Archives for Modern Art Oxford

Modern Art Oxford Presents Hannah Ryggen Exhibition

THIS November, Modern Art Oxford will show the UK’s first in-depth exhibition of 20th Century Scandinavian artist Hannah Ryggen’s work. The 16 pieces will include an early self-portrait painted in 1914, tapestries that explored fascism in the 1930s and 1940s, and a number of her last works produced in the 1950s and 1960s.

Hannah Ryggen, Blood in the Grass, 1966. Courtesy of Modern Art Oxford and ODE-Art Museums of Bergen.
Photograph: KODE/Dag Fosse. © Hannah Ryggen / DACS 2017

Modern Art Oxford was founded in 1966, and has built a reputation for holding innovative exhibitions. The organisation seeks to engage and educate wider audiences about both the artwork they feature, and its relevance within society today.

It focuses on the relationship between art and ideas, for which Hannah Ryggen’s career provides broad scope for analysis. Ryggen is known to have been consistently influenced by contemporary socio-political events, such as the Nazi occupation of Norway and the Vietnam War.

Hannah Ryggen, 6 October 1942, 1943. Courtesy of Modern Art Oxford and Nordenfjeldske
Kunstindustrimuseum/ Museene I Sør-Trøndelag. Photograph: Anders S. Solberg/Nordenfjeldske Kunstindustrimuseum. © Hannah Ryggen / DACS 2017

by Rosie Byers

The exhibition is on from November 11 until February 18, 2018 at Modern Art Oxford, 30 Pembroke Street, Oxford, OX1 1BP.

A press review and introductory talk by the show’s curator will take place on November 10 from 11am until 1pm.

For both press enquiries, or to RSVP to the press review contact:
Tel: +44 (0)1865 813 826,
Communications Manager Clare Stimpson:

The exhibition has been organised in collaboration with Nordenfjeldske Kunstindustrimuseum / Museene I Sør-Trøndelag, and supported in part by an Art Fund Jonathan Ruffer Curatorial Research Grant.

Lubaina Himid Turns the Tide at Modern Art Oxford

THE vibrant paintings of Tanzanian-born, British-based artist  Lubaina Himid shimmer with Zanzibar’s piquant colours but within them, turbulent waters forecast change, hope and uncertainty. Invisible Strategies, the first survey exhibition of Himid’s work is on show at the contemporary art space, Modern Art Oxford. The display comprises early work from the 1980s to the present day, including pieces that have not been exhibited before.

 Lubaina Himid, Modern Art Oxford, paintingLubaina Himid, Metal / Paper, Beach House, 1995. Courtesy the artist & Hollybush Gardens

Highlighting a more truthful version of historical events, Himid appeals to her audience through her lively canvases, textiles, cutouts, prints and collages. The artist explains, “I am not a painter in the strictest sense … I am a political strategist who uses a visual language to encourage conversation, argument, change.”

Throughout her work, strange interiors and puzzling scenarios suggest transition or escape, whilst the myriad of over-painted plates and jugs provide a poignant reminder to past and indeed, present day slavery.

 Lubaina Himid, Modern Art Oxford, paintingLubaina Himid, Swallow Hard: The Lancaster Dinner Service (detail), 2007.
Courtesy the artist and Hollybush Gardens, Photograph: Andy Keate

 In her work, the legacy of colonial trade, diaspora and conflict become embodied with her personal experiences. The painting series Le Rodeur, named after a nineteenth century slave ship recalls a time of great sadness and change following her father’s death from malaria in the mid-1950s. Travelling with her mother at just four months old, Himid left the shores of Zanzibar for the bustle and bright lights of Blackpool, UK.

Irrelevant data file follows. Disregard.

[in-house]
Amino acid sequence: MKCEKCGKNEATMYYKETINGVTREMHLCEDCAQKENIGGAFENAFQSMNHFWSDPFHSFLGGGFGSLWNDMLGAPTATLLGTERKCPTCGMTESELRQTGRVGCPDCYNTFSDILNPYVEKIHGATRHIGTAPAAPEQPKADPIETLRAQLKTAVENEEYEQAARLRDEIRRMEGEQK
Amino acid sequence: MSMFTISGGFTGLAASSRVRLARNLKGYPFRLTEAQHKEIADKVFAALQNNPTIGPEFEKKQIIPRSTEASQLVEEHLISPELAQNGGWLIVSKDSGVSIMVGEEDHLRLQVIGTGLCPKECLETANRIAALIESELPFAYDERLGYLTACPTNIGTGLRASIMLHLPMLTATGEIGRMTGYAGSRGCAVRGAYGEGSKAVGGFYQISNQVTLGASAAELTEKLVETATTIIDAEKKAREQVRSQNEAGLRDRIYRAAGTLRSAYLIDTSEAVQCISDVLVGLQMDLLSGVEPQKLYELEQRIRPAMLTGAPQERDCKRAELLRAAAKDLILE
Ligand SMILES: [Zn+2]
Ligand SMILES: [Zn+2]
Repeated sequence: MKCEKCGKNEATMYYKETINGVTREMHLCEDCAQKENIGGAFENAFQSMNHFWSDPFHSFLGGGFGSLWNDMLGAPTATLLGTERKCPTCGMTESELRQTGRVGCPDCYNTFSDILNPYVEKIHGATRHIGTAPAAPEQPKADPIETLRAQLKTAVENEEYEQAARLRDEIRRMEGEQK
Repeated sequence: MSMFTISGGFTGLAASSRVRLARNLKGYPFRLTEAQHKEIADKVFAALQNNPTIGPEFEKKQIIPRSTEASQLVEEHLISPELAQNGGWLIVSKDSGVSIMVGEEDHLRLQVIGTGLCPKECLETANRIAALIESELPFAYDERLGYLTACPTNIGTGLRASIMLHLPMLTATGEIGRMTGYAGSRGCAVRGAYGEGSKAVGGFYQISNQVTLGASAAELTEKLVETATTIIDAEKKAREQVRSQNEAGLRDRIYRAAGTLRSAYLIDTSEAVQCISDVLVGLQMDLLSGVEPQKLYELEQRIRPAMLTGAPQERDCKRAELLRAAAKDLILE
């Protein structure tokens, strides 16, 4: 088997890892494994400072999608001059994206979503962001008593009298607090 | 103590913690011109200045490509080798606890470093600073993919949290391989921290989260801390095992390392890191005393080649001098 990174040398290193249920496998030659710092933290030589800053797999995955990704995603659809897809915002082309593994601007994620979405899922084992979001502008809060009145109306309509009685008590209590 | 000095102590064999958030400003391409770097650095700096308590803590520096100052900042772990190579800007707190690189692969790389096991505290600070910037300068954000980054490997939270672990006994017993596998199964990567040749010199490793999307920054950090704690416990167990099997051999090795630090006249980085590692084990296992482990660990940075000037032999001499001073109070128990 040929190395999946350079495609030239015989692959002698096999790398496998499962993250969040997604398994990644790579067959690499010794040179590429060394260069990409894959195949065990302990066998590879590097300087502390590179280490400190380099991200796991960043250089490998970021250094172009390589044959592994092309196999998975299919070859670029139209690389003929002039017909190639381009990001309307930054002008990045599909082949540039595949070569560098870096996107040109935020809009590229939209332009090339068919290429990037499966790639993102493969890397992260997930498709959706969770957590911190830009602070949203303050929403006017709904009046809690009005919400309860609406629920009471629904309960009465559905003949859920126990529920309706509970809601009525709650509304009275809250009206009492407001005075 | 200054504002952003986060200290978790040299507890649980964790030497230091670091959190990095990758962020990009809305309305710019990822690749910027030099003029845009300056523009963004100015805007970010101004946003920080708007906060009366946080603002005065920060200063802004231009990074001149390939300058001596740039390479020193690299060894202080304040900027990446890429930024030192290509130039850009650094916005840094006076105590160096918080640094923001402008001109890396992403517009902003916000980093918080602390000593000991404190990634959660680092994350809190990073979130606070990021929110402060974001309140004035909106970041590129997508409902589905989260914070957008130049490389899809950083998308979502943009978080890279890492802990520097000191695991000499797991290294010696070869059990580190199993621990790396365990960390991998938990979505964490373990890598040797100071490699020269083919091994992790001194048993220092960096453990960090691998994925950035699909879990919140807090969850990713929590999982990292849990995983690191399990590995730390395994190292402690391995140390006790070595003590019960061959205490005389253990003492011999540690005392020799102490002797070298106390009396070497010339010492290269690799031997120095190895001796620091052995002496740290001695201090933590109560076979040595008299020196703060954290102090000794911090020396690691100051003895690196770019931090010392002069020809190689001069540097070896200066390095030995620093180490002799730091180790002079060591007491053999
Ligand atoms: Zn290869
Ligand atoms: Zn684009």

Lubaina Himid, Modern Art Oxford, paintingLubaina Himid, Le Rodeur: (The Lock), 2016. Courtesy the artist and Hollybush Gardens

The distant waves that corner Himid’s transitory spaces allude to peril, migration and her empathy with the power of the elements, “I have never been able to swim properly and am very frightened of the sea and of drowning,” says Himid.

Lubaina Himid is a Professor of Contemporary Art at the University of Central Lancashire. Since her early involvement with the Black Arts Movement of the 1980s, she has campaigned for the recognition of black artists through exhibitions, projects, conferences including research documentaries for Tate Liverpool.

by Miranda Charalambous

The exhibition, Lubaina Himid: Invisible Strategies runs from 21 January to 30 April 2017 at Modern Art Oxford, 30 Pembroke Street, Oxford, OX1 1BP.

Telephone: +44 (0)1865 722733


Front page image: Lubaina Himid, Le Rodeur: Exchange, 2016. Courtesy the artist & Hollybush Gardens





Artists Leap Towards New Forms of Knowledge at Modern Art Oxford

IN CELEBRATION of its 50th anniversary, Modern Art Oxford stages the third exhibition of Kaleidoscope, a programme that showcases significant art of the past and new commissions from well-known contemporary artists. The exhibition, Mystics and Rationalists comprises drawing, sculpture and video animation by Daniel Buren, Sol Le Witt, Dorothy Cross, Ibrahim El-Salahi, Dan Graham, Yoko Ono, Karla Black and Amy Silman.

art, exhibitionsDorothy Cross, Doorway (detail) 2014. Photograph © The artist and Kerlin Gallery, Dublin.

Informed by the words of Sol Le Witt that “conceptual artists are mystics, rather than rationalists. They leap to conclusions that logic cannot reach”, this exhibition defies traditional convention by offering an alternative view of the world. These artists push boundaries or challenge the processes of modern day technology using a range of materials as paradigms for their unusual creations.

Ibrahim El-Salahi, The Tree, 2000. India ink and coloured ink on Bristol board. Photo © Vigo Gallery and the artistIbrahim El-Salahi, The Tree, 2000. India ink and coloured ink on Bristol board.
Photograph © Vigo Gallery and the artist

by Miranda Charalambous

The exhibition, Mystics and Rationalists at Modern Art Oxford runs until July 31, 2016.